Shulim was managing a factory producing industrial diamonds for the American Army. They wed and began a life together that would take them around the world. Charles’s brother, Marcel, was born in Rio de Janeiro in 1946. Charles was born in New York City in 1950. The family moved to Montreal when Charles was five but returned every summer during his youth to Long Beach, Long Island.
Theirs was an Orthodox Jewish household in which the main language spoken was French. “By the end of his life [my father] spoke nine languages and, by the real end of his life, was speaking them all at the same time,” Krauthammer told Brian Lamb of C-SPAN in 2005. “His motto was, ‘I want you to know everything,’” Krauthammer told Bret Baier in 2013. “You don’t have to do everything, but you’ve got to know everything.”
Krauthammer studied at McGill University and graduated at 20 years old. It was there that he began to adopt the politics of pluralism. He discovered Isaiah Berlin’s Four Essays on Liberty upon its publication when he was 19. “I read this book and a great fog — made of equal parts youthful enthusiasm, hubris, and naïveté — lifted. I was forever enlisted on the side of limited, constitutional government — flawed as it was and despised at the time as ‘the system.’”
He became the editor of the McGill Daily at the beginning of his senior year. “A week earlier, the student council had fired the previous editor on the grounds that the paper’s mindless, humorless Maoism had rendered it unreadable.” Krauthammer’s first editorial was headlined “End of the Monolith” and emphasized viewpoint diversity.
For him, centrism “didn’t mean splitting differences or straddling some ideological midpoint. It meant viewing certainty with suspicion and acknowledging, with both regret and resolve, the imperfectability of man, the fallibility of institutions, and the tragic — rather than redemptive — nature of history.”
He was named a Commonwealth Scholar and read political philosophy at Balliol College at Oxford. He studied Mill, whose On Liberty became for him a foundational text. His tutor was John Plamenatz. “I remember I handed him my first essay one week and I came in to see him and he said, ‘Krauthammer, I don’t know about your creativity, but you’re certainly creative in your spelling.’ That kind of put me in my place. But reading with him for a year was my first sort of mind-expanding experience in political theory. And in a sense that year, year-and-a-half is what has stayed with me all this time.”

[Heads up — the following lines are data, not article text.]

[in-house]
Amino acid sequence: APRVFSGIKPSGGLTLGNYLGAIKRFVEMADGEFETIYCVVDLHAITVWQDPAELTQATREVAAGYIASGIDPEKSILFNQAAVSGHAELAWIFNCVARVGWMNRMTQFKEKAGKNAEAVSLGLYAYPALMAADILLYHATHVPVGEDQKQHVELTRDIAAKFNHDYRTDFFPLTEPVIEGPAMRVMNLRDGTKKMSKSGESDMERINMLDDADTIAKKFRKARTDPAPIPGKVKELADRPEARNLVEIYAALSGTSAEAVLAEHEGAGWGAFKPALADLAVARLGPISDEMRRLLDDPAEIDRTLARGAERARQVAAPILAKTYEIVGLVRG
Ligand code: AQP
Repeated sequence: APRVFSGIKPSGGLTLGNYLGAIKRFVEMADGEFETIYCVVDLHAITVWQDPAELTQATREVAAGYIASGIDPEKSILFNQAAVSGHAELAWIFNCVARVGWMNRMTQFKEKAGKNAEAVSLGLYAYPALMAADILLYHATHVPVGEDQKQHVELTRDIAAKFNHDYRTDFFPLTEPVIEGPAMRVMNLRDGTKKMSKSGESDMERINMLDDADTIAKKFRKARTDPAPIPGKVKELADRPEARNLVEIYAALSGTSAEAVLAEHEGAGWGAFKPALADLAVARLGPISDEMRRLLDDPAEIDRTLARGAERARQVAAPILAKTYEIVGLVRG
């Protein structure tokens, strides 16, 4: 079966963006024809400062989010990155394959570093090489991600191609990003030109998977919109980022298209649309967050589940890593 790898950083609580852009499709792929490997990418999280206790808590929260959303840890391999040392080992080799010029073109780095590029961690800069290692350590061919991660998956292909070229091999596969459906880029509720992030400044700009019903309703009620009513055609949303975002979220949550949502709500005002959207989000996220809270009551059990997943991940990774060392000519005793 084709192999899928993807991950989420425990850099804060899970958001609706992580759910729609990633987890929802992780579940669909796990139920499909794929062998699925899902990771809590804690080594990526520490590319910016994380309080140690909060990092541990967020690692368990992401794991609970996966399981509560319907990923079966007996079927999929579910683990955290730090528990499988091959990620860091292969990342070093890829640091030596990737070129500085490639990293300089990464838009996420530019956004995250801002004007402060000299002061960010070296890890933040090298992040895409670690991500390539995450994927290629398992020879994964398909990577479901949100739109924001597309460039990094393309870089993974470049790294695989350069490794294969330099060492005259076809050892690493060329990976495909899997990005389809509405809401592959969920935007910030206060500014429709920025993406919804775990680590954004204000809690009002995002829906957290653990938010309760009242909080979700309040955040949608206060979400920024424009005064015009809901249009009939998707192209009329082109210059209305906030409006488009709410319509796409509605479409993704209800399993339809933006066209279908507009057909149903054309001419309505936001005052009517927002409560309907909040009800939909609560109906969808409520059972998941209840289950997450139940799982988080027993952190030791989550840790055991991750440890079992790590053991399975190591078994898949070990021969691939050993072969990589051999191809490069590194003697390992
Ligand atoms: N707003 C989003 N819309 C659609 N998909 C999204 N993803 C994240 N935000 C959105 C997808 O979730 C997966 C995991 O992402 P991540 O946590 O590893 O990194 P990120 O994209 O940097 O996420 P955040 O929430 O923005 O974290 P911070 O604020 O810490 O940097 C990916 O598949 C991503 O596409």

His background and education as a child of the British Commonwealth not only affected Krauthammer’s development. It also distinguished him from his future colleagues in the conservative intellectual movement in America. Looking to the Founding and to the Declaration of Independence in particular, many American conservatives, and indeed the dominant faction among them today, frame their arguments in terms of natural law or natural right or equal natural rights. The émigré philosopher Leo Strauss was perhaps the critical influence in the formation of this cast of mind.
Krauthammer was no Straussian. “What you might call American Straussianism was not even part of the conversation,” Krauthammer told Charles Kesler in 2015. “What was part of the debate at Oxford was Continental philosophy. So it wasn’t Strauss that you had to argue against, it was Hegel and Marx and Rousseau and the whole Continental philosophy, and that was what energized us at the time. So I discovered all this later. But by then I was so old I couldn’t absorb it.”
Nor was Krauthammer a libertarian. He appreciated libertarian thought, calling Robert Nozick, whose Anarchy, State, and Utopia was published in 1974, a “philosophical genius” in The Weekly Standard in 2002. But the doctrine of libertarianism was not, in his view, satisfying: